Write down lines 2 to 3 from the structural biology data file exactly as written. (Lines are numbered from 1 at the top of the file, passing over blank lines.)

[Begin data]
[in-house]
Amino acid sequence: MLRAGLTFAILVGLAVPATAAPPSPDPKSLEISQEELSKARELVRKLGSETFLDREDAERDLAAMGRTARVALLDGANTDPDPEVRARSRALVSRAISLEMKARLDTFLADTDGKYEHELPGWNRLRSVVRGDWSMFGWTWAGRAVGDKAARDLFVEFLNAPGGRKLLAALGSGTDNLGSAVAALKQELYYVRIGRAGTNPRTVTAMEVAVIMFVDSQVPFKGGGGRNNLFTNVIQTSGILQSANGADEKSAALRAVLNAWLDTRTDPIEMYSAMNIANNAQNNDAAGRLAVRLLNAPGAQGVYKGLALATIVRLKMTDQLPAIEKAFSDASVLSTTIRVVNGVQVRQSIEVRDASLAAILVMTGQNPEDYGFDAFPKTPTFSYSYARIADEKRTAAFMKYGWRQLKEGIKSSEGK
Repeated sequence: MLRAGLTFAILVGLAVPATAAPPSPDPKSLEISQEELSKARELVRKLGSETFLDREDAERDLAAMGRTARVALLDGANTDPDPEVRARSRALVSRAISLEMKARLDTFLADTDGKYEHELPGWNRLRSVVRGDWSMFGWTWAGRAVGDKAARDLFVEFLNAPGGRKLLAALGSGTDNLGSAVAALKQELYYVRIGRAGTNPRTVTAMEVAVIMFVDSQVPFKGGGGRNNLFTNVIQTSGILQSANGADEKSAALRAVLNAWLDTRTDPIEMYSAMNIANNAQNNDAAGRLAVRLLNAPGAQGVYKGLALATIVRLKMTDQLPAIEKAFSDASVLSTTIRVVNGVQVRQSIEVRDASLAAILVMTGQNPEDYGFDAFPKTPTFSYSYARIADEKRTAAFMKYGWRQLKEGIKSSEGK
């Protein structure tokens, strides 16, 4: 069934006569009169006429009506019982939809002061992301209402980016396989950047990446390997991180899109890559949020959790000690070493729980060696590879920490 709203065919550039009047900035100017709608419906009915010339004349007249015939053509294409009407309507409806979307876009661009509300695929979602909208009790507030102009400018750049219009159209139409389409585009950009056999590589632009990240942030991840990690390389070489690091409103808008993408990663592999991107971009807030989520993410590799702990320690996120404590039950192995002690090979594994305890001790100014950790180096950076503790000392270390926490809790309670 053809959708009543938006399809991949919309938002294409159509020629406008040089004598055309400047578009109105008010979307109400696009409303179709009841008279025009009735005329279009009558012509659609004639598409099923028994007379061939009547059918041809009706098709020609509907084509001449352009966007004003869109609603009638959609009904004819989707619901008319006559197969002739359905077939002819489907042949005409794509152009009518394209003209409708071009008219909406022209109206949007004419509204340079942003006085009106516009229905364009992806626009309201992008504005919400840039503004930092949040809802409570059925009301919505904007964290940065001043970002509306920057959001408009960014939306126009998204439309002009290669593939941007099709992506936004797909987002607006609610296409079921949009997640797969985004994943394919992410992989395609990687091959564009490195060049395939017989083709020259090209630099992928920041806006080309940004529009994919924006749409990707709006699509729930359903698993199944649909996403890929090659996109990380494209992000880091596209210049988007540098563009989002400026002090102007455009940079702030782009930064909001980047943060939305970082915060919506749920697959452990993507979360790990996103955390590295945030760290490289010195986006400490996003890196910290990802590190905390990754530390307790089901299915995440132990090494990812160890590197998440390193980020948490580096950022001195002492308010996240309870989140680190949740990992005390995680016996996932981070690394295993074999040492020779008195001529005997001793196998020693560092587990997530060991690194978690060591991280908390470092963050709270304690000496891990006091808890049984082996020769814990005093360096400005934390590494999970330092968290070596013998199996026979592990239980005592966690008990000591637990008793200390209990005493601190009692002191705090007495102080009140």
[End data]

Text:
Amino acid sequence: MLRAGLTFAILVGLAVPATAAPPSPDPKSLEISQEELSKARELVRKLGSETFLDREDAERDLAAMGRTARVALLDGANTDPDPEVRARSRALVSRAISLEMKARLDTFLADTDGKYEHELPGWNRLRSVVRGDWSMFGWTWAGRAVGDKAARDLFVEFLNAPGGRKLLAALGSGTDNLGSAVAALKQELYYVRIGRAGTNPRTVTAMEVAVIMFVDSQVPFKGGGGRNNLFTNVIQTSGILQSANGADEKSAALRAVLNAWLDTRTDPIEMYSAMNIANNAQNNDAAGRLAVRLLNAPGAQGVYKGLALATIVRLKMTDQLPAIEKAFSDASVLSTTIRVVNGVQVRQSIEVRDASLAAILVMTGQNPEDYGFDAFPKTPTFSYSYARIADEKRTAAFMKYGWRQLKEGIKSSEGK
Repeated sequence: MLRAGLTFAILVGLAVPATAAPPSPDPKSLEISQEELSKARELVRKLGSETFLDREDAERDLAAMGRTARVALLDGANTDPDPEVRARSRALVSRAISLEMKARLDTFLADTDGKYEHELPGWNRLRSVVRGDWSMFGWTWAGRAVGDKAARDLFVEFLNAPGGRKLLAALGSGTDNLGSAVAALKQELYYVRIGRAGTNPRTVTAMEVAVIMFVDSQVPFKGGGGRNNLFTNVIQTSGILQSANGADEKSAALRAVLNAWLDTRTDPIEMYSAMNIANNAQNNDAAGRLAVRLLNAPGAQGVYKGLALATIVRLKMTDQLPAIEKAFSDASVLSTTIRVVNGVQVRQSIEVRDASLAAILVMTGQNPEDYGFDAFPKTPTFSYSYARIADEKRTAAFMKYGWRQLKEGIKSSEGK